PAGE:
As Baltimore considers its way forward after the violent unrest brought by the death of Freddie Gray, a 25-year-old black man who died of injuries he suffered while in police custody, residents in its predominantly white neighborhoods acknowledge that they are sometimes struggling to understand what beyond Mr. Gray’s death spurred the turmoil here. For many, the poverty and troubled schools of gritty West Baltimore are distant troubles, glimpsed only when they pass through the area on their way somewhere else.

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Officers blocked traffic at Pennsylvania and West North Avenues after reports that a gun was discharged in the area. Credit Drew Angerer for The New York Times

And so neighborhoods of Baltimore are facing altogether different reckonings after Mr. Gray’s death. In mostly black communities like Sandtown-Winchester, where some of the most destructive rioting played out last week, residents are hoping businesses will reopen and that the police will change their strategies. But in mostly white areas like Canton and Locust Point, some residents wonder what role, if any, they should play in reimagining stretches of Baltimore where they do not live.

“Most of the people are kind of at a loss as to what they’re supposed to do,” said Dr. Richard Lamb, a dentist who has practiced in the same Locust Point office for nearly 39 years. “I listen to the news reports. I listen to the clergymen. I listen to the facts of the rampant unemployment and the lack of opportunities in the area. Listen, I pay my taxes. Exactly what can I do?”

And in Canton, where the restaurants have clever names like Nacho Mama’s and Holy Crepe Bakery and Café, Sara Bahr said solutions seemed out of reach for a proudly liberal city.

“I can only imagine how frustrated they must be,” said Ms. Bahr, 36, a nurse who was out with her 3-year-old daughter, Sally. “I just wish I knew how to solve poverty. I don’t know what to do to make it better.”

The day of unrest and the overwhelmingly peaceful demonstrations that followed led to hundreds of arrests, often for violations of the curfew imposed on the city for five consecutive nights while National Guard soldiers patrolled the streets. Although there were isolated instances of trouble in Canton, the neighborhood association said on its website, many parts of southeast Baltimore were physically untouched by the tumult.

Tensions in the city bubbled anew on Monday after reports that the police had wounded a black man in Northwest Baltimore. The authorities denied those reports and sent officers to talk with the crowds that gathered while other officers clutching shields blocked traffic at Pennsylvania and West North Avenues.

Lt. Col. Melvin Russell, a community police officer, said officers had stopped a man suspected of carrying a handgun and that “one of those rounds was spent.”

Colonel Russell said officers had not opened fire, “so we couldn’t have shot him.”

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Lambi Vasilakopoulos, right, who runs a casual restaurant in Canton, said he was incensed by last week's looting and predicted tensions would worsen. Credit Drew Angerer for The New York Times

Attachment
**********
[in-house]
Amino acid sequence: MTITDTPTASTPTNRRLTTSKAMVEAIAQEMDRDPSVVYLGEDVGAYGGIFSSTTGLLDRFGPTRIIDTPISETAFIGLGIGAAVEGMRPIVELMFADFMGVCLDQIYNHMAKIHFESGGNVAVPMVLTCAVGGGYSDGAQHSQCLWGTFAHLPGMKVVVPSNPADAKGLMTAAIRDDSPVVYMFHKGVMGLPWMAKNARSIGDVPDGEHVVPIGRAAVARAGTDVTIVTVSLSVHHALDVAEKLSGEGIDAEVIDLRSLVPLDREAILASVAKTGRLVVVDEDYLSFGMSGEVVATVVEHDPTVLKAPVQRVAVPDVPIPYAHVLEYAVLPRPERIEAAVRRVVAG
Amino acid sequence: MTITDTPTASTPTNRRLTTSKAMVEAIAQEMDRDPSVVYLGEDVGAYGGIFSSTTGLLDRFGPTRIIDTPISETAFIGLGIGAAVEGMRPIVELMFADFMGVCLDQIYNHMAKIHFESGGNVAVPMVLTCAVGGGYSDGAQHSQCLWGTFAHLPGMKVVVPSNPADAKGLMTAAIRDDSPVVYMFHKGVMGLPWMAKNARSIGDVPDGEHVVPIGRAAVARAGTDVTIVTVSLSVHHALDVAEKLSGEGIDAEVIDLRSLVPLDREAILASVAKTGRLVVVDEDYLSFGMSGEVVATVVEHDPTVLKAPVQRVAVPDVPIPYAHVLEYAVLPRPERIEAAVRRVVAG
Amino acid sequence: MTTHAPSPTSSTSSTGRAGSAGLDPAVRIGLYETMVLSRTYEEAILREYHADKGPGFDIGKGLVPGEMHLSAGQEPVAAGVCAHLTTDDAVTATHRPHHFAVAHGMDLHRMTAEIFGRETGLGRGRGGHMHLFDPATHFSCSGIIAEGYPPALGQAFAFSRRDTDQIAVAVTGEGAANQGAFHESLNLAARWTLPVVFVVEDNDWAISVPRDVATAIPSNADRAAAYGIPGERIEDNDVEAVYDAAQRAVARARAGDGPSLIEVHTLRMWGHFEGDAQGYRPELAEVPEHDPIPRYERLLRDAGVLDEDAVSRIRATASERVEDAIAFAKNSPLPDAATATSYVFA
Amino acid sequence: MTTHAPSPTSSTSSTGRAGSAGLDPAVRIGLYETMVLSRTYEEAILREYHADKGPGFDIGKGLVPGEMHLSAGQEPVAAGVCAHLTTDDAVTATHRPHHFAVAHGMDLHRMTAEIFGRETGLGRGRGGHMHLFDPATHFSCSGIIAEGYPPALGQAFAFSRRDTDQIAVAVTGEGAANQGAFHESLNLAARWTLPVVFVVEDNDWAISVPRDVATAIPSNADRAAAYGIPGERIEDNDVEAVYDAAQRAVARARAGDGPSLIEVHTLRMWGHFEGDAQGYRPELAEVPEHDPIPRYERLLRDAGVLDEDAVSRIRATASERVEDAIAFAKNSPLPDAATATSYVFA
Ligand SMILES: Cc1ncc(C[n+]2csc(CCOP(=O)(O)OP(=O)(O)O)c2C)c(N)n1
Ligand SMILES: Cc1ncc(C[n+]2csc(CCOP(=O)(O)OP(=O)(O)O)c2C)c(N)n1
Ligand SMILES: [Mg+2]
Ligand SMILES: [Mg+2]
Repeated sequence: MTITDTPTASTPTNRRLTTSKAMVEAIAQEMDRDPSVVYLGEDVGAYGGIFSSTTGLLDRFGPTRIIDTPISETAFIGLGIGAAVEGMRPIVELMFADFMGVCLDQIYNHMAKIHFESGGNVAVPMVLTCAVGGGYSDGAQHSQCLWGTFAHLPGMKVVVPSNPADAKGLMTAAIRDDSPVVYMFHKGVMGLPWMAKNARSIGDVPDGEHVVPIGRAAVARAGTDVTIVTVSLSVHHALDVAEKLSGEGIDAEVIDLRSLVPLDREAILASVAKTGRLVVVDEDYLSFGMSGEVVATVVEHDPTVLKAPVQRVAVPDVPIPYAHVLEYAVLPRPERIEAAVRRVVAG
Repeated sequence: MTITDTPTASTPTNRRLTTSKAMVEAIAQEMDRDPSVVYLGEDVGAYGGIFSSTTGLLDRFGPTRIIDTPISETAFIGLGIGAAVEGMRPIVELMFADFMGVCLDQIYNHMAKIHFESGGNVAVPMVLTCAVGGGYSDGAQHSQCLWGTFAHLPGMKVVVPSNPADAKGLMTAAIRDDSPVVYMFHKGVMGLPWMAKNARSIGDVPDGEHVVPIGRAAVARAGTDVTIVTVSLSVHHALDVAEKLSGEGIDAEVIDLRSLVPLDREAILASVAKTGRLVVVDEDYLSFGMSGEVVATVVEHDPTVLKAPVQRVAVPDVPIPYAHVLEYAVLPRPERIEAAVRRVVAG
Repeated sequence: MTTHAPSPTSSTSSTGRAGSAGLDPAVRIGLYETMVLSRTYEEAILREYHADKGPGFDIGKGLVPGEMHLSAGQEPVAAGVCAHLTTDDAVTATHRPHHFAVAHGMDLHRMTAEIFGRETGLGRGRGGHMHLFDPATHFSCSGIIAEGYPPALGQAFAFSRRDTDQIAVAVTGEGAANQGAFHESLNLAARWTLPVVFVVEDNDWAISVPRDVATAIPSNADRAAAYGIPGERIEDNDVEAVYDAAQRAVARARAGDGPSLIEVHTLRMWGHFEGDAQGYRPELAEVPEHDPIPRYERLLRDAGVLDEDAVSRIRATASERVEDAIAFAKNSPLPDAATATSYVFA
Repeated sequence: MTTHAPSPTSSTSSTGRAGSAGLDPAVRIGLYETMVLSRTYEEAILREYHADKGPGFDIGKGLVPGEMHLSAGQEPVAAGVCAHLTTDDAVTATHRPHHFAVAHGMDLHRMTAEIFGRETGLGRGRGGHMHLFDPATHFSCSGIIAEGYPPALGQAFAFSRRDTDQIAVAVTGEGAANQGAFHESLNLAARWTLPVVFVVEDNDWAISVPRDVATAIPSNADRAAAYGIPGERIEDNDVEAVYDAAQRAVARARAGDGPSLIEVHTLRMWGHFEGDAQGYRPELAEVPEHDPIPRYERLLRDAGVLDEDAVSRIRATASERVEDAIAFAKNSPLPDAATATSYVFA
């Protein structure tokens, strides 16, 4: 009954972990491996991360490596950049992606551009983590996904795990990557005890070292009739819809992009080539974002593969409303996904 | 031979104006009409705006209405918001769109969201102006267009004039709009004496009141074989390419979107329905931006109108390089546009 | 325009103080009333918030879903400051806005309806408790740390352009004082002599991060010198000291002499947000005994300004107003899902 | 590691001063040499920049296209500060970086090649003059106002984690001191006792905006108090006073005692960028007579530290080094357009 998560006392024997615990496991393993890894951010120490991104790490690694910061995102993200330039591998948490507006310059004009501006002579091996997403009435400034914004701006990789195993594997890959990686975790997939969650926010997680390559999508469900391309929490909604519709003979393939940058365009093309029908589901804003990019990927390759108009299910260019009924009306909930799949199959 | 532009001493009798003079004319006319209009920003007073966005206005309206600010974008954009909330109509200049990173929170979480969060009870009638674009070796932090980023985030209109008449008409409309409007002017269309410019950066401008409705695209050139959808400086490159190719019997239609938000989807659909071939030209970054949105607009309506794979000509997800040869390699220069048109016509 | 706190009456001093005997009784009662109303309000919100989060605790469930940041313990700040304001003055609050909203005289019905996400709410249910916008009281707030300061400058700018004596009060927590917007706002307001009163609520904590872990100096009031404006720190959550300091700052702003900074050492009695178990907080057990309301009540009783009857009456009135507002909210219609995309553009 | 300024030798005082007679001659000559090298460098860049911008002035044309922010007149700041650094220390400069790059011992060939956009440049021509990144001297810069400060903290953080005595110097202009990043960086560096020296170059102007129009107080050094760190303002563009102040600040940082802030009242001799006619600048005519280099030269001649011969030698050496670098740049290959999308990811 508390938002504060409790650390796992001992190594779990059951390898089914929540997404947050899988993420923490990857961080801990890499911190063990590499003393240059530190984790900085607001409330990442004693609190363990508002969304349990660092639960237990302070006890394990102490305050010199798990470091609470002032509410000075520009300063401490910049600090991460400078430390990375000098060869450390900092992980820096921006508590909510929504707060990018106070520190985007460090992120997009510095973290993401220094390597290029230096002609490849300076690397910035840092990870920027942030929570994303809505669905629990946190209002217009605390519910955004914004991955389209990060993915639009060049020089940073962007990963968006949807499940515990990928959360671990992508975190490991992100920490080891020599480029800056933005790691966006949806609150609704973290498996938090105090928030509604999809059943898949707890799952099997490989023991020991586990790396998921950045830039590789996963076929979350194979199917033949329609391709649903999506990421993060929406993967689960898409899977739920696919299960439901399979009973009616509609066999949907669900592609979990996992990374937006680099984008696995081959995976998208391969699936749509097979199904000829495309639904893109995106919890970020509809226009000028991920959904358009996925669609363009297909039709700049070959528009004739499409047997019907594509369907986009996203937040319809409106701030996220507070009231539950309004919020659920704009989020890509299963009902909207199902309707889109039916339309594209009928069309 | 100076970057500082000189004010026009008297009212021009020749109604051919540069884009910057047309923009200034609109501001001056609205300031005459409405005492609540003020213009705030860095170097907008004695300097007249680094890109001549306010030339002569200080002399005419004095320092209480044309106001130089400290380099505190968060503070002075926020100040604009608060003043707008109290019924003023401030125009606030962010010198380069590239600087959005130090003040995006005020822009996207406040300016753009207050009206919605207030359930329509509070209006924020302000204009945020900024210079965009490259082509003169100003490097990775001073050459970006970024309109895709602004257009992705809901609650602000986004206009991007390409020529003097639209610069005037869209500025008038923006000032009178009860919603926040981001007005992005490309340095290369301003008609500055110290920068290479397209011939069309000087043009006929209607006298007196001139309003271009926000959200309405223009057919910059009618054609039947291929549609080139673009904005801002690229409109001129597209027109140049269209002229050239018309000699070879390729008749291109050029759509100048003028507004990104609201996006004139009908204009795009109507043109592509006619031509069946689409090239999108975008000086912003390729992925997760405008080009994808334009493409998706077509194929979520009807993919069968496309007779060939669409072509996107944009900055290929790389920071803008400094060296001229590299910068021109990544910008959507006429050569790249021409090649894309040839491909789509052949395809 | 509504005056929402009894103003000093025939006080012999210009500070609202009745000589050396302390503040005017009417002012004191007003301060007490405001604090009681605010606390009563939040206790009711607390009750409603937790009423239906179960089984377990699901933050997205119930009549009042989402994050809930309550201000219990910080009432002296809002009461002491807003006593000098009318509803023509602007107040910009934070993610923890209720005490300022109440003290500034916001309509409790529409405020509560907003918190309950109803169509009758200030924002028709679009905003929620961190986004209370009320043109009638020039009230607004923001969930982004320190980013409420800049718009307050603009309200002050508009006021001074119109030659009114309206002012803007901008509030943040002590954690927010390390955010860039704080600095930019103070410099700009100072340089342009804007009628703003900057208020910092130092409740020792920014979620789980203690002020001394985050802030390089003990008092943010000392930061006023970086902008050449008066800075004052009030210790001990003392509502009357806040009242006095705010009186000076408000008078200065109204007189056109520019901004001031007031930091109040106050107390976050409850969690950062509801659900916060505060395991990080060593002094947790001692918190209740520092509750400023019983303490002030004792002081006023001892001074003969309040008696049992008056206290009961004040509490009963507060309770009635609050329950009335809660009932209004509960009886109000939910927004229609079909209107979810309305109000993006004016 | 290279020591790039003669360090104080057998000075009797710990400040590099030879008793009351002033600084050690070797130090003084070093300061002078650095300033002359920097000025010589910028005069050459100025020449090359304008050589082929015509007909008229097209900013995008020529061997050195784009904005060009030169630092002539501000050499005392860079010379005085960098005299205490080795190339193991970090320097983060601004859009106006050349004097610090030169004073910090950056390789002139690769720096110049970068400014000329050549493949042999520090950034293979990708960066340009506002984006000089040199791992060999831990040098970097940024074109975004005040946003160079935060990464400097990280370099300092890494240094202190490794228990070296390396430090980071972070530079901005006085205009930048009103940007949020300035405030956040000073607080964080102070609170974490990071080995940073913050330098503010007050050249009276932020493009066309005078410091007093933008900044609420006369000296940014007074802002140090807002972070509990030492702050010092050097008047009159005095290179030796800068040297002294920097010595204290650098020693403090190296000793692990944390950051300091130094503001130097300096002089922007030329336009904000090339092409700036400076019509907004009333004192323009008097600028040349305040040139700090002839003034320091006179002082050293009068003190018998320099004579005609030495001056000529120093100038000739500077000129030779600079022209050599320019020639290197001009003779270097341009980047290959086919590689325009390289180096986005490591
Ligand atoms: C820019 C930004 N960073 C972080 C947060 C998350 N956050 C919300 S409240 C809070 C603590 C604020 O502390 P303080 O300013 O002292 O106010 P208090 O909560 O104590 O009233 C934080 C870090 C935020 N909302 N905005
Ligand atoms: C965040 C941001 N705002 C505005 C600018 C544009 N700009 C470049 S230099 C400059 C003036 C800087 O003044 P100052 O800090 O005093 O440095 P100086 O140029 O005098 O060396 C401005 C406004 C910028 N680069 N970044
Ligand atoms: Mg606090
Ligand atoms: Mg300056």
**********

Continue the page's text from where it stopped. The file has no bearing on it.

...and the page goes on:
The colonel said the man had not been injured but was taken to a hospital as a precaution. Nearby, many people stood in disbelief, despite the efforts by the authorities to quash reports they described as “unfounded.”

Monday’s episode was a brief moment in a larger drama that has yielded anger and confusion. Although many people said they were familiar with accounts of the police harassing or intimidating residents, many in Canton and Locust Point said they had never experienced it themselves. When they watched the unrest, which many protesters said was fueled by feelings that they lived only on Baltimore’s margins, even those like Ms. Bahr who were pained by what they saw said they could scarcely comprehend the emotions associated with it.

But others, like Lambi Vasilakopoulos, who runs a casual restaurant in Canton, said they were incensed by what unfolded last week.

“What happened wasn’t called for. Protests are one thing; looting is another thing,” he said, adding, “We’re very frustrated because we’re the ones who are going to pay for this.”

There were pockets of optimism, though, that Baltimore would enter a period of reconciliation.

“I’m just hoping for peace,” Natalie Boies, 53, said in front of the Locust Point home where she has lived for 50 years. “Learn to love each other; be patient with each other; find justice; and care.”

A skeptical Mr. Vasilakopoulos predicted tensions would worsen.

“It cannot be fixed,” he said. “It’s going to get worse. Why? Because people don’t obey the laws. They don’t want to obey them.”

But there were few fears that the violence that plagued West Baltimore last week would play out on these relaxed streets. The authorities, Ms. Fowler said, would make sure of that.

“They kept us safe here,” she said. “I didn’t feel uncomfortable when I was in my house three blocks away from here. I knew I was going to be O.K. because I knew they weren’t going to let anyone come and loot our properties or our businesses or burn our cars.”

Under Mr. Michelin’s leadership, which ended when he left the company in 2002, the Michelin Group became the world’s biggest tire maker, establishing a big presence in the United States and other major markets overseas.